Dec 21, 2016

Chelsea EllardChelsea with the boat the day she found it

This story comes to us from Chelsea Ellard, aged 12 of Thunder Bay Ontario.

On this past September long weekend, our family travelled in our 30” Bayliner Command Bridge from Thunder Bay, ON Canada to Grand Portage Bay MN USA, enjoying the last warm days of summer. We anchored off a sand point in front of Grand Portage, which was a beautiful spot. We even found an eagle’s feather! As we looked toward shore, we tried to figure out where the actual portage trail was. What a difficult journey that must have been. Later that day, we went ashore and enjoyed the hospitality of Grand Portage. Thank you; we had a great time and will be back!

Ian Carved

A picture of a similar boat that Ian carved and sent out to sea the same day

The next morning, we decided it was time to move back up the north shore, so we slowly motored up the coastline until we came to a sheltered bay. We anchored to make breakfast and take in the scenery. We hoped the wind wouldn’t blow up too much as we wanted to take our little zodiac we dubbed “Treasure Hunter” and go ashore to the islands. This is a hobby that we enjoy as a family, walking the beaches looking for treasures and learning about the diversity of each little island or section of mainland.

Even though I grew up boating on Lake Superior just like my Dad, I always learn something every time we go ashore. In fact, my Dad met his new partner on an island! We were on one of our favourite islands with our powerboat and she was there with her Tartan 33 sailboat. This island is called Thompson Island and has been one of our favourite destination for years.

But back to our story of going ashore with our dingy. We landed Treasure Hunter on a tiny little island, which was not much bigger than a swimming pool, but this island seemed to want visitors as it would not normally have any due to its small size. This little island is within a group of islands known as The Susies, located at N 47 degrees 58.718 W 89 degrees 35.287. Immediately we saw it! There upon the rocks was the most beautiful little schooner! The sailboat had been carved by hand, with a lot of effort and care into the creation of the boat.

Thompson Island

Thompson Island, Lake Superior









I decided that we should try and find the owner, before setting it back onto Lake Superior. I wanted to tell them just how far the boat had come. This was a very special sailboat indeed! I put my story on Facebook and our local newspapers helped so much, both in Canada and the United States and guess what?! I found the owner of the little sailboat! OMG! After only a week of seeking the creator of the sailboat, I received an email from Ian, a 25 year old man from southern Minnesota, who lives many hours from where I do. He even sent me a picture of what the boat looked like before he sent it out to sea. I was so excited!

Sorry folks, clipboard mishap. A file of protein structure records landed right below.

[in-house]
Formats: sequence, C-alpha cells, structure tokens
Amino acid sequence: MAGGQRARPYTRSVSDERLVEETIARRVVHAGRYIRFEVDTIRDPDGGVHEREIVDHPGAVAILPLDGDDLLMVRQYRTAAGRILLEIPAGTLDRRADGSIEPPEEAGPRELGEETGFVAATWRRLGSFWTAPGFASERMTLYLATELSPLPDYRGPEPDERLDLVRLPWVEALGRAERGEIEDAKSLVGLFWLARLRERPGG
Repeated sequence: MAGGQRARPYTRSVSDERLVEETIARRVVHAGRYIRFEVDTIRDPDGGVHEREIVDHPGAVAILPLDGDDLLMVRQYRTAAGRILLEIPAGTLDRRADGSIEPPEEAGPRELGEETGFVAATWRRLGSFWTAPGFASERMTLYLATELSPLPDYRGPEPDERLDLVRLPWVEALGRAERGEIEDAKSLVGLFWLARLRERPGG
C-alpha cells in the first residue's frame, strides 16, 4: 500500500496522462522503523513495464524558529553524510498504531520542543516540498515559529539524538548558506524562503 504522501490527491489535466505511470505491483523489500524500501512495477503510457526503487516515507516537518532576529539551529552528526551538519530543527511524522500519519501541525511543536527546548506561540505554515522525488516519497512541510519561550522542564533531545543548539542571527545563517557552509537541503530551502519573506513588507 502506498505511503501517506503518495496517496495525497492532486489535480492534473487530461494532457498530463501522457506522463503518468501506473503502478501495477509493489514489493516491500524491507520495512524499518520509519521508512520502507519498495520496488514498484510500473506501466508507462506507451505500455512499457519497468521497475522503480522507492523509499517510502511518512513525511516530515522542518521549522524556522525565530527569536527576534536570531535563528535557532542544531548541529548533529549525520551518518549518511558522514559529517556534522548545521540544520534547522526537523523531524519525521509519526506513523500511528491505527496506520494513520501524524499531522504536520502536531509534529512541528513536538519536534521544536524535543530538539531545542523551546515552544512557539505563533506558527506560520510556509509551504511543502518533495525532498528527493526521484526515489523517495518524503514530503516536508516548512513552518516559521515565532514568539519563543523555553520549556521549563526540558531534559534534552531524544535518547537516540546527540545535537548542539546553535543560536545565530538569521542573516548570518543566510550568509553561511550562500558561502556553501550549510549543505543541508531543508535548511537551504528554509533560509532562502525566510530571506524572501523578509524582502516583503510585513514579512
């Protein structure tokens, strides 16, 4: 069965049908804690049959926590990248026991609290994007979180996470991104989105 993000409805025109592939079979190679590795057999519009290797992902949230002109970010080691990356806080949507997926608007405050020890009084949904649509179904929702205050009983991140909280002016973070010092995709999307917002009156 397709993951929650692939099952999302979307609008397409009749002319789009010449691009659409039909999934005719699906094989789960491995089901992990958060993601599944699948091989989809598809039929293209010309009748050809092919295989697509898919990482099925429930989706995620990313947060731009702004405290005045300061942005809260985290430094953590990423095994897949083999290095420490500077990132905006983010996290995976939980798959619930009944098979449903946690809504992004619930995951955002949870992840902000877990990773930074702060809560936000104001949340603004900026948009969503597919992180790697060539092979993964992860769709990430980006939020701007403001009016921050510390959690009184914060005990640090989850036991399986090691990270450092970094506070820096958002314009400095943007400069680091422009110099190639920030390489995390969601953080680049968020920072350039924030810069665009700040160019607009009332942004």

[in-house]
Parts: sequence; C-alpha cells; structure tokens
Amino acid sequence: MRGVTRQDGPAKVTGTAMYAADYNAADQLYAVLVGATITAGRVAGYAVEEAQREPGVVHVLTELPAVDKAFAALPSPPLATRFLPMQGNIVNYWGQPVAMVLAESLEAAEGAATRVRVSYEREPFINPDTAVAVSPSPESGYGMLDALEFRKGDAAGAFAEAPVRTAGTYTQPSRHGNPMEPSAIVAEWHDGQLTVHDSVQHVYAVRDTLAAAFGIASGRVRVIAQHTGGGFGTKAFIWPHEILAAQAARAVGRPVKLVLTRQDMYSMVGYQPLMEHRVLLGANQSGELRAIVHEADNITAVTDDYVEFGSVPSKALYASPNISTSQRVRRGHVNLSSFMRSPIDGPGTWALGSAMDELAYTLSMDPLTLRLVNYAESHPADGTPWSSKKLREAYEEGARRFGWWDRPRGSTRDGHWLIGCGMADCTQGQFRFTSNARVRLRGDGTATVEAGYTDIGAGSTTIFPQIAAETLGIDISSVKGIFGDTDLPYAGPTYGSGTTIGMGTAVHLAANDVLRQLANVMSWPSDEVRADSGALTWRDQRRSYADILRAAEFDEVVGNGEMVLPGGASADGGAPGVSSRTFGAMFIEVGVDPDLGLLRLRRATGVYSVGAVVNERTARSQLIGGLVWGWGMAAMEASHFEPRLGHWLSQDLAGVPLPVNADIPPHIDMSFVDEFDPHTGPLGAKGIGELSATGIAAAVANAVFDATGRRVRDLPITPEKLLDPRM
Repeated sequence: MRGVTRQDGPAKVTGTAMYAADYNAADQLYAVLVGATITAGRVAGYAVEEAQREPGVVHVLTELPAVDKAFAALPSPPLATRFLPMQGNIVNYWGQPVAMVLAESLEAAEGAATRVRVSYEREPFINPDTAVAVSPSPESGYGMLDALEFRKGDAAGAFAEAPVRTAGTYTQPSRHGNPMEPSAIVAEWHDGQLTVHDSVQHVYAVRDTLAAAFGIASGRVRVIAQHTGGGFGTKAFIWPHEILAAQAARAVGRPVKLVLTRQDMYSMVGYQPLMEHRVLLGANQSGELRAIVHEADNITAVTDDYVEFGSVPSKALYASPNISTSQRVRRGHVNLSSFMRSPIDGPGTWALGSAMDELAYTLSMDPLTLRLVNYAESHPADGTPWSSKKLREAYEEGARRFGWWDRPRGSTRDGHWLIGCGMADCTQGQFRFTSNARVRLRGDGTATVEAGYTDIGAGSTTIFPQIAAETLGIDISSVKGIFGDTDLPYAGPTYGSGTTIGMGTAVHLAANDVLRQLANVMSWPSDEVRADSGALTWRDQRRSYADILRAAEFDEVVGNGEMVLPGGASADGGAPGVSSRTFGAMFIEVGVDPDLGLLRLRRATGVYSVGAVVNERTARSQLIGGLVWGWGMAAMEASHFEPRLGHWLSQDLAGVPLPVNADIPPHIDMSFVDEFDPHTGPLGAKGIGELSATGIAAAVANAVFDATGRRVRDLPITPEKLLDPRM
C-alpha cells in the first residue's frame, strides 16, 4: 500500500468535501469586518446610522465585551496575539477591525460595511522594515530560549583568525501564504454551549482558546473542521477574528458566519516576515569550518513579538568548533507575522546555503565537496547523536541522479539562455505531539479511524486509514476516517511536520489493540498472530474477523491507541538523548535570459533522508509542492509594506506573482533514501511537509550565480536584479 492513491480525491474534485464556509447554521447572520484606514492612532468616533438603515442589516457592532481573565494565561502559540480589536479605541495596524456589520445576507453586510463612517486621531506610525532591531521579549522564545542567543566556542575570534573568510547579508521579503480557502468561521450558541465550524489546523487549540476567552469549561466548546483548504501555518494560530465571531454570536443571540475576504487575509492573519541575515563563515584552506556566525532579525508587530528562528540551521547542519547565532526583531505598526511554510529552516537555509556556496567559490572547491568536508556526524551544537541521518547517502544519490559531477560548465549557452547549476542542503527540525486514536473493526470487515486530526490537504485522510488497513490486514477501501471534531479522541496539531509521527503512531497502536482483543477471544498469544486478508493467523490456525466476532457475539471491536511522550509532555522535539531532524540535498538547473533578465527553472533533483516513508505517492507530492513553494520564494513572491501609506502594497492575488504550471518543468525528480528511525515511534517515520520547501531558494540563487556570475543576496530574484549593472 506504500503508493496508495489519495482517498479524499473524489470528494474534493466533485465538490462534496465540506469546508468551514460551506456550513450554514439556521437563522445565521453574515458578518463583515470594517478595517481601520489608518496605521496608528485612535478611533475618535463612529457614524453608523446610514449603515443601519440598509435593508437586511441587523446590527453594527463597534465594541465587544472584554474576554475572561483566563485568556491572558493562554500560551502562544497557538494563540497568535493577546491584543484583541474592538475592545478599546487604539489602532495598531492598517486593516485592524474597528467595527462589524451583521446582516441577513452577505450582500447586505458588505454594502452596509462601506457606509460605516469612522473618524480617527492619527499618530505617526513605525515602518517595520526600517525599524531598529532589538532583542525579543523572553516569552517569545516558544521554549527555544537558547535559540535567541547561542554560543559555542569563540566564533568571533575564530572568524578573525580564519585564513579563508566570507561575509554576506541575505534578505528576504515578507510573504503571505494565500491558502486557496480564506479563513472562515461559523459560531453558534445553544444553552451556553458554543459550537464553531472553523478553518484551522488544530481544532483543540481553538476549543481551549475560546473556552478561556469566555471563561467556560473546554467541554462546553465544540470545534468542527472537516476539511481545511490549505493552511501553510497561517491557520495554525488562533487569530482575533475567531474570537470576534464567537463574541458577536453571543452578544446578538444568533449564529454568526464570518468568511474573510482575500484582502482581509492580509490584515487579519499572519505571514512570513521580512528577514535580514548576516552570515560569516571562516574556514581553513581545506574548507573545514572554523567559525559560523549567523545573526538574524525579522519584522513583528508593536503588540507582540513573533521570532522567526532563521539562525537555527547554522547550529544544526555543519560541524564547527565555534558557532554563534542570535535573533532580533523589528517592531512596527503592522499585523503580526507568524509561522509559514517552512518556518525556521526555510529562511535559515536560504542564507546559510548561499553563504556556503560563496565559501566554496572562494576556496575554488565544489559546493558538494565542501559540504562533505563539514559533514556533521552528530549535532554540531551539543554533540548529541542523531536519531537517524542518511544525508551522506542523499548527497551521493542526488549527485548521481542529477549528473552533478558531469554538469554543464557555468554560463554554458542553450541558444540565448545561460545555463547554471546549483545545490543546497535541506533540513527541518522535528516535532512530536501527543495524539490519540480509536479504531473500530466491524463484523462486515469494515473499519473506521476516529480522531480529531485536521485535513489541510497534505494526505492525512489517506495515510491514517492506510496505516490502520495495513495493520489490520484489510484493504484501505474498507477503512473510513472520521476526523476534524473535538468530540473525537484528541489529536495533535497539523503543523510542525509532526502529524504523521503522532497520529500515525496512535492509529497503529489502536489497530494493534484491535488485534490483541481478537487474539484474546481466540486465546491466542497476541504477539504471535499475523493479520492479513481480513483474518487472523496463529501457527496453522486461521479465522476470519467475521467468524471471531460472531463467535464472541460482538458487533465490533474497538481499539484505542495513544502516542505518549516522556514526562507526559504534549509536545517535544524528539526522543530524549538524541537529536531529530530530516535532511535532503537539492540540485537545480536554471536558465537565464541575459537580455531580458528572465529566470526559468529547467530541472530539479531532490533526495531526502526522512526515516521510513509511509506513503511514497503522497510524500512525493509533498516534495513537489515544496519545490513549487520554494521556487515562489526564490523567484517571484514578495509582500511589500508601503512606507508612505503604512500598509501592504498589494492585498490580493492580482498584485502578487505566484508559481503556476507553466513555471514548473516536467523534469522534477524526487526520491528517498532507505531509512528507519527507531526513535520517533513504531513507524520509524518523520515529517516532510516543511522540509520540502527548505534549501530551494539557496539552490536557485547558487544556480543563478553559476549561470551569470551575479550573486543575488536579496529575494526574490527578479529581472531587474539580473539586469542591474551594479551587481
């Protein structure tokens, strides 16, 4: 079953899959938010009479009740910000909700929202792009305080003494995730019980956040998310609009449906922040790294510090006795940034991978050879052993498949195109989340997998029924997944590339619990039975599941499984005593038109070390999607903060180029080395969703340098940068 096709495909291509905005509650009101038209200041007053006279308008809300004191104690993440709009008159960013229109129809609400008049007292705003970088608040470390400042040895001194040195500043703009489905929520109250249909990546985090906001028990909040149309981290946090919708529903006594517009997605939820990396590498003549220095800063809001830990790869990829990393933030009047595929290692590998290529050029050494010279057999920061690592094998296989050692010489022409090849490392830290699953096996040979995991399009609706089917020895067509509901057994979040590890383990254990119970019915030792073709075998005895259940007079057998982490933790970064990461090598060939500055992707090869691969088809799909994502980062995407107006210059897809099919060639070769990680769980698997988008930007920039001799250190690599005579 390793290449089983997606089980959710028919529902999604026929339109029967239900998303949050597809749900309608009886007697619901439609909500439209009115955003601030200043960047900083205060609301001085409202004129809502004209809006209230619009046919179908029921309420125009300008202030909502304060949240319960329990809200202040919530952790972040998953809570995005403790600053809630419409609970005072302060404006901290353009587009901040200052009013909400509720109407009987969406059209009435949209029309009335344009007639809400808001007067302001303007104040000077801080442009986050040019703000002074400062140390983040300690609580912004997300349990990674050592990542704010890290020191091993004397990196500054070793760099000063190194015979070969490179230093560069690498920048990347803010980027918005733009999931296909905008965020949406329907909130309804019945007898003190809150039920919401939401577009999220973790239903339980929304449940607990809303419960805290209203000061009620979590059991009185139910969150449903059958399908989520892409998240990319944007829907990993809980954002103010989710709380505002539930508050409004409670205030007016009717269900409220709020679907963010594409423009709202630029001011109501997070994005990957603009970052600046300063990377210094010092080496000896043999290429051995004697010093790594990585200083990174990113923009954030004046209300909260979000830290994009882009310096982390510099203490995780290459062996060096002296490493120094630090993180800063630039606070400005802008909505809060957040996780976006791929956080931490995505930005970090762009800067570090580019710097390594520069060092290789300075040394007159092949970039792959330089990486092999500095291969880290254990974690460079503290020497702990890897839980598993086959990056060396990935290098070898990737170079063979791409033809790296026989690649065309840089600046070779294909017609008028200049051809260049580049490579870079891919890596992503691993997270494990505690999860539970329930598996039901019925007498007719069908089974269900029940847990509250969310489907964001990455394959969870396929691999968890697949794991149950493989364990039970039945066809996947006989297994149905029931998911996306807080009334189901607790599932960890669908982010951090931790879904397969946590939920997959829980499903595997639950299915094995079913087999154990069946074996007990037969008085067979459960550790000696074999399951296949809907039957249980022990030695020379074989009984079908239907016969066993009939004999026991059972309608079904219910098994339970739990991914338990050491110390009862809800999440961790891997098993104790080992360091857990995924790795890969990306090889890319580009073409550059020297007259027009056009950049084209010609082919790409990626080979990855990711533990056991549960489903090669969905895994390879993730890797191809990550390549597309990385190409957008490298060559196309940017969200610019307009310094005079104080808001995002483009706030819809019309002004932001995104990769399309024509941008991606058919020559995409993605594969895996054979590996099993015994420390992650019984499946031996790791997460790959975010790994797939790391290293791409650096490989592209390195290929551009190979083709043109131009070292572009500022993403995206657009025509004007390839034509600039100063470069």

This is what he told me:

“I made it in camp at the Grand Portage National Monument during the recent rendezvous reenactment in August. When I was younger I had tried making little sailboats, with little success. So this year I was sitting in camp, and I decided to try to make one that works. I grabbed a piece of firewood, a rock from the beach, some birch bark, and a piece of string and after about a couple hours I had a boat.
That evening, after the

sun set, the wind shifted and there was a slight breeze blowing out onto the lake. So I set my boat in the water off the end of the dock at Grand Portage and watched it float out into the night.

That weekend I made three boats and sent them all out to sea the same way, I think your boat was the second. I didn't expect to ever see or hear anything of my little boats again. You can do with the boat what you wish.”

I believe Ian was just as excited as I, especially to hear that his boat had sailed so far! The discovery of this boat and the search for its owner reminds me of the book, Paddle to the Sea by Holling C. Holling. I highly recommend reading this classic story.

Now that I have found the creator of the boat, my Dad and I are going to replace the missing sails and then send her back out to sea. I do hope that if anyone finds the boat again, or either of the other two boats that Ian carved, that they share their story as it is an important tale. Through this amazing experience, I learned just how connected we all are in this world, even borders cannot separate us. A very special thank you to Ian for his talents and letting me know about his little boat’s voyage.

Thanks Chelsea. As always we welcome your input on any boating topic, found tiny ship, adventure or anything else. We promise to read them all at This email address is being protected from spambots. You need JavaScript enabled to view it..